Read collectively, the stories are unanimous in their condemnation of purity culture. This goes beyond the backlash to Harris’s book. For years, many leaders in the Christian community have questioned purity culture. In fact, I couldn’t find a single book, article, or person proclaiming that Christianity’s current approach to sexual morality was getting it right. The much bigger question is: now what?
Addie Zierman, a blogger and author, wrote a post wrestling with her own questions about who bears responsibility for the damage done by purity culture.
“I’ve been wondering about author intent and also about author responsibility,” she wrote. “Whose fault is it when a book—particularly a Christian book—causes pain and damage and fallout? Who do we blame here?”
In other words: who thought it was a good idea to enshrine the words of one unmarried, 21 year-old male as official Christian doctrine?
“In the hands of immature teenagers, Harris’ work became a weapon for shaming and controlling one another and hiding our sexuality,” Joy wrote in a post for Life After “I Kissed Dating Goodbye.”
And it wasn’t just immature teenagers. Adults, pastors, professors, and parents—they are all responsible for legitimizing this concept.
I think this gets to the heart of the problem facing these activists. Twenty years ago, Joshua Harris was just like them. He was a young trailblazer with a radical idea to transform the church that ended up changing the trajectory of modern Christianity. His theology was embraced and celebrated without question and the consequences were terrible.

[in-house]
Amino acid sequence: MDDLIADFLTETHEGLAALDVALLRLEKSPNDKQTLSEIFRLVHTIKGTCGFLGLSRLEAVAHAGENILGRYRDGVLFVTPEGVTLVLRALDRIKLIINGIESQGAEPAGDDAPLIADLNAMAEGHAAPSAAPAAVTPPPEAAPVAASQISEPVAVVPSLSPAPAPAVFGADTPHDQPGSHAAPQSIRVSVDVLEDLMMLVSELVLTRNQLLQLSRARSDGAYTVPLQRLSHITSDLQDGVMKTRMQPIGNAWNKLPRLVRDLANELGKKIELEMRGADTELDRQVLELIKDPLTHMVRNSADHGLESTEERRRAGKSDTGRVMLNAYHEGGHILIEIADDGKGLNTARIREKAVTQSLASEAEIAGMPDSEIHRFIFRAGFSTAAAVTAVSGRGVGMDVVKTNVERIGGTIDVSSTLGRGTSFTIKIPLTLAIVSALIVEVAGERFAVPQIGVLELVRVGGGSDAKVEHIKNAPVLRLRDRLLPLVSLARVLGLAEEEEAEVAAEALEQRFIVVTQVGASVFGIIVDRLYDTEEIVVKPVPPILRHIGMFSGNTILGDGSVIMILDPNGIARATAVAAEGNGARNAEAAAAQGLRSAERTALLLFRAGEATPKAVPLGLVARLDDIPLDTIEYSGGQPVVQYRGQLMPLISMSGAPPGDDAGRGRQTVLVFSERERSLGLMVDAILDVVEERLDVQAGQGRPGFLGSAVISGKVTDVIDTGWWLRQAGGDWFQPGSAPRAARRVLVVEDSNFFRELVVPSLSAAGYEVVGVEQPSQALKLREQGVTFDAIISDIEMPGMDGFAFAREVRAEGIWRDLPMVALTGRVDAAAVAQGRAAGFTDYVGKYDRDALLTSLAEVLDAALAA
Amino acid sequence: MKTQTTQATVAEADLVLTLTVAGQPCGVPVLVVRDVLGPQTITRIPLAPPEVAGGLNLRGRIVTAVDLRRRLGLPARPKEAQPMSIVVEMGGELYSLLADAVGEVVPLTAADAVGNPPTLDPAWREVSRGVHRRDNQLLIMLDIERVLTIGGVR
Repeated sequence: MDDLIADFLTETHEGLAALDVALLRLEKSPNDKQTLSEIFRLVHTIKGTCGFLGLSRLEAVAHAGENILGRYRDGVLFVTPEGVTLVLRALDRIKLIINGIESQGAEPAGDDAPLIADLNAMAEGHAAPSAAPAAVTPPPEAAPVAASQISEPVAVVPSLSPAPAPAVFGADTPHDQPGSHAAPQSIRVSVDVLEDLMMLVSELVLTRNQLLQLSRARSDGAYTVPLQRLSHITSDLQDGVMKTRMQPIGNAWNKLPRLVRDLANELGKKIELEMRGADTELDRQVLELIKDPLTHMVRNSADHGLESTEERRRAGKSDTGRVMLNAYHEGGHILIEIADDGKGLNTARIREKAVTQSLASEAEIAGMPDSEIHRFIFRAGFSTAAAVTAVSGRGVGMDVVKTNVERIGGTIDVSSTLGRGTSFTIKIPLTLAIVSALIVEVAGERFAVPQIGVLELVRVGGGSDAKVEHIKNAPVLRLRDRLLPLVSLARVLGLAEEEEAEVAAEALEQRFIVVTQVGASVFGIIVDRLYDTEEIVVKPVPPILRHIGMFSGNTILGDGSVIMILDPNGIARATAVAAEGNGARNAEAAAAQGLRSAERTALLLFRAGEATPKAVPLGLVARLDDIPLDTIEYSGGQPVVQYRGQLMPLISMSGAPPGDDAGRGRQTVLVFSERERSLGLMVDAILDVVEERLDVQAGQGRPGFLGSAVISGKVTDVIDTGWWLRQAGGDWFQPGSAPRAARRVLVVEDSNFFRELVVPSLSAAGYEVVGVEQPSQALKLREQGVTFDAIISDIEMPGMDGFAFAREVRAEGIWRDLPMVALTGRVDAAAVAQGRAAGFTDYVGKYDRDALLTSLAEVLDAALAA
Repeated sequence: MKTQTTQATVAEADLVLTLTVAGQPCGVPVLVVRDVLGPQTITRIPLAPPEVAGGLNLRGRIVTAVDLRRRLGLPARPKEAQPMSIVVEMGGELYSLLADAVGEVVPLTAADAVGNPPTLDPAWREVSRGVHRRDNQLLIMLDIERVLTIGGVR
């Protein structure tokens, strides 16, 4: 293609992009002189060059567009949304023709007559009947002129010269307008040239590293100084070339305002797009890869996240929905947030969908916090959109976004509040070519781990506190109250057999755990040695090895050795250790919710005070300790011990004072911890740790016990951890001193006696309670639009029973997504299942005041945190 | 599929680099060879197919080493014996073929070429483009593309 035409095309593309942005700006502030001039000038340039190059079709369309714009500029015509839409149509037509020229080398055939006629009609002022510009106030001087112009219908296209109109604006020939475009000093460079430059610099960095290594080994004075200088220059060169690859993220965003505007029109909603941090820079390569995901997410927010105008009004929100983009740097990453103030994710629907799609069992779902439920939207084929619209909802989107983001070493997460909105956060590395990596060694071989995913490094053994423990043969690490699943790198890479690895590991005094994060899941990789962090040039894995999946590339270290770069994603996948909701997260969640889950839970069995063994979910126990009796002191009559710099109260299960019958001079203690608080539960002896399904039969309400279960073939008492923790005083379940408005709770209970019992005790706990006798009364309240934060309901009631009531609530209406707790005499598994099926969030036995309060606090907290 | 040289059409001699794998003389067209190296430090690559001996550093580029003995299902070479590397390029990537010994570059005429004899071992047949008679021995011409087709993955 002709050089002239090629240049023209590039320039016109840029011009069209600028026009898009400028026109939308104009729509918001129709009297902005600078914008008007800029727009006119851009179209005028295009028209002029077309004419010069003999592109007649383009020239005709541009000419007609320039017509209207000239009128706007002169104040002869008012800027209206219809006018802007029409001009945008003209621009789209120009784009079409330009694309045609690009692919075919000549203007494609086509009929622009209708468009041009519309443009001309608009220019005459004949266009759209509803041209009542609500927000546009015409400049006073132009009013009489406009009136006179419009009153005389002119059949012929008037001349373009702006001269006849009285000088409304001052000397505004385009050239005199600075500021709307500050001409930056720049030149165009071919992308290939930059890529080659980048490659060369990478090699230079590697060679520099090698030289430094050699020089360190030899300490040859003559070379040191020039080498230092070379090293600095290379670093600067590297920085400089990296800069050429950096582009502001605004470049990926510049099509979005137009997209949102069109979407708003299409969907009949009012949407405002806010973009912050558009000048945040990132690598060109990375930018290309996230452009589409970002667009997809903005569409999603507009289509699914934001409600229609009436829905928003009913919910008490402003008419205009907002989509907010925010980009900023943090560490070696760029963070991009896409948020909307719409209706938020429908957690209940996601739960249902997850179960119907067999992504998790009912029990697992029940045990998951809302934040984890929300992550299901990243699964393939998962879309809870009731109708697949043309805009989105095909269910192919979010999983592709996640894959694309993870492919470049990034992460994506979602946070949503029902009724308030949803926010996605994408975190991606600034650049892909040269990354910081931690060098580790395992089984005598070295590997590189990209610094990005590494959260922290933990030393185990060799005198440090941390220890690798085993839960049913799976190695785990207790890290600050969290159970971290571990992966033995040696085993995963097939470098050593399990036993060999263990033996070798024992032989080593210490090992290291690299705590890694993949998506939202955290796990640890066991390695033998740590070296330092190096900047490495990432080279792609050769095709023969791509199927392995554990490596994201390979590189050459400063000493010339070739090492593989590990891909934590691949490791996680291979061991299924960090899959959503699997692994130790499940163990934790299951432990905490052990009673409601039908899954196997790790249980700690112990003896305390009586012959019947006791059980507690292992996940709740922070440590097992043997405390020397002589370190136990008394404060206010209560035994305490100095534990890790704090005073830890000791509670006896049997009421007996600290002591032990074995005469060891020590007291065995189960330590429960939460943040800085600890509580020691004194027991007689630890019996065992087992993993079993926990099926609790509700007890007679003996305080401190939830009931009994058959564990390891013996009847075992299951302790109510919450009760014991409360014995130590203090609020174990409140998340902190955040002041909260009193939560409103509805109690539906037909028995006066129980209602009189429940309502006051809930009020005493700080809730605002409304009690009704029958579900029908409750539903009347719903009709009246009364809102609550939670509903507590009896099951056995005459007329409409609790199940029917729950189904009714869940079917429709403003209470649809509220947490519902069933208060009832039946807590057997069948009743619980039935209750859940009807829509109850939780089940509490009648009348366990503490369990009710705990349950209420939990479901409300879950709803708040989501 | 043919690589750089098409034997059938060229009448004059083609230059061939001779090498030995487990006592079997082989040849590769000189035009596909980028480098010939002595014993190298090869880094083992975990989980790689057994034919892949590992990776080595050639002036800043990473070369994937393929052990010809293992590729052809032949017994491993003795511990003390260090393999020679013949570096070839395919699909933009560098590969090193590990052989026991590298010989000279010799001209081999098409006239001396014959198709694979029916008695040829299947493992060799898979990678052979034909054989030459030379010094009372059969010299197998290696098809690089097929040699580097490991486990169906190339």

The real problem here is bigger than purity culture. It’s even bigger than the already pretty huge task of rewriting Christian sexual ethics from scratch. It’s a struggle to advocate for a doctrine without being carried away by cultural trends, to not simply replace one harmful indoctrination with another, to teach truth without disempowering critical thought.
“Thoughtful young people are full of revolutionary zeal,” wrote Sam Torode in a post on Life After I Kissed Dating Goodbye in which he expresses regret for writing the forward for an edition of I Kissed Dating Goodbye. “If this is directed towards cleaning the environment, promoting equality, or building wells, for instance, it’s a wonderful thing. For those of us devoted to some brand of fundamentalism in our teens and twenties, though, it’s tough to wake up and realize our energy was wasted on an undeserving cause.”
Only time will tell if the energies of the newest wave of religious revolutionaries are being wasted.